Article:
by Edmund Marion Ashe, ca. 1929" />

"The Last Hog"
by Edmund Marion Ashe, ca. 1929

(American, 1867 – 1941)

Oil on board, 32 x 36 inches (board), 38 x 42 inches (frame), signed lower left.  Painting exhibited: Ferargil Galleries, New York, 1929.

“...He also continued to exhibit in New York.  In 1929, a selection of his paintings of the people of the Cumberland Mountains was shown with great success at the Ferargil Galleries, his principal dealer there.  A reviewer wrote: ‘Possibly no finer record of the mountaineers has appeared that Mr. Ashe has created....They are drawn as a skilled photographer might catch them and placed in settings chosen by an eye trained to harmonious color and well-proportioned design.....His studies in the Cumberland Mountains [ Kentucky Mountaineers] have had a tremendous success in  his New York exhibition at the Ferargil galleries.  One of these, which is slightly varied in etching form, ‘The Last Hog,’ is introduced to demonstrate to the students the patient endeavors essential in composition.  The subject shows a young man and woman about to hang the pig high while the mother sentimentalizes on the high porch of the cabin in the background.  As etching, the line is strong while the tone varies from the faintest blond to deepest black.” 

Of significant importance in the biographical information on Edmund Ashe is the fact that he exhibited at the New York Armory Show of 1913. The Armory Show refers to the International Exhibition of Modern Art that was organized by the Association of American Painters and Sculptors and opened in New York City's 69th Regiment Armory, on Lexington Avenue between 25th and 26th Streets, on February 17, 1913 and became a legendary watershed date in history of American art. The show served as a catalyst for American artists, who became more independent and created their own "artistic Language."  Thus, Edmund Ashe was one of the artists who exhibited in this show, an event which has been recorded as one of the most important events in American art history.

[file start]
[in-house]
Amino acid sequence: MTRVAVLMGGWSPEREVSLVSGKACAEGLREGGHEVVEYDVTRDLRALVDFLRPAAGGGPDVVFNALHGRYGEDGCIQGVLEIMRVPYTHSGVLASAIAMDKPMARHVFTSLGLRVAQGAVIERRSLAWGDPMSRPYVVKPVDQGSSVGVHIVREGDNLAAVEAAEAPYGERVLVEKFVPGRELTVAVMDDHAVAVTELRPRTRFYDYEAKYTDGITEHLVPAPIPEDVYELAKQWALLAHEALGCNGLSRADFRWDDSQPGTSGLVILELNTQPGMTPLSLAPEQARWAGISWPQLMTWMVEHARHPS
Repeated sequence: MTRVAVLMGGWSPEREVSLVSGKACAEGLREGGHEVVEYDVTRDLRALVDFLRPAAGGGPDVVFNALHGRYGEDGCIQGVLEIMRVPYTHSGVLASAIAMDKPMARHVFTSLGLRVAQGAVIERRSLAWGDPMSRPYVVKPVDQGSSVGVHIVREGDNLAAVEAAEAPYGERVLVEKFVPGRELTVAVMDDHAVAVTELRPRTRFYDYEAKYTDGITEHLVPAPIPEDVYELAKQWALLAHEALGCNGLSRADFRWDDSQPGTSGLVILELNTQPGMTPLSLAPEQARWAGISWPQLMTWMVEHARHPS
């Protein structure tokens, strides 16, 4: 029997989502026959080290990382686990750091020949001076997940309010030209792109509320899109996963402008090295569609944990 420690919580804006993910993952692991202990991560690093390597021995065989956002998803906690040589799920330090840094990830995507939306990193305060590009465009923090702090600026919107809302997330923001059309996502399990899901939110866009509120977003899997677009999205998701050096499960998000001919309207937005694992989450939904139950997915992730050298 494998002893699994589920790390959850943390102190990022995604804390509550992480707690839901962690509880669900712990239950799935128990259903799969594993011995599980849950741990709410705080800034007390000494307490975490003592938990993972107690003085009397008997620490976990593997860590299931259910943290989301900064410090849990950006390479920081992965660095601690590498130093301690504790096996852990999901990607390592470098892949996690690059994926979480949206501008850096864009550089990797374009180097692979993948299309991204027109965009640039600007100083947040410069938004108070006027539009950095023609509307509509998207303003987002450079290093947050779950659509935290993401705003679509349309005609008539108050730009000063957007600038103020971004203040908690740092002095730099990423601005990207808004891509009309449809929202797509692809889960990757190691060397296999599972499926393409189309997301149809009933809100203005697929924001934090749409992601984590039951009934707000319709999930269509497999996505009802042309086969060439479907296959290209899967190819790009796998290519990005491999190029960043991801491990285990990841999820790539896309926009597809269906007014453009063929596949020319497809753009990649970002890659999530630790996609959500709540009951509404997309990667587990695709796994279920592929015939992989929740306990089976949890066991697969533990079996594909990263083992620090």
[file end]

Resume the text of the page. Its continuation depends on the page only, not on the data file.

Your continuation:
(Reference:  Article by Penelope Redd, Pittsburg Sun Telegraph Newspaper, November 2, 1930.) The original etching accompanies this painting. ...


Brief biographical synopsis

Extensive biographical information available upon request; Ashe is listed in many major American art references

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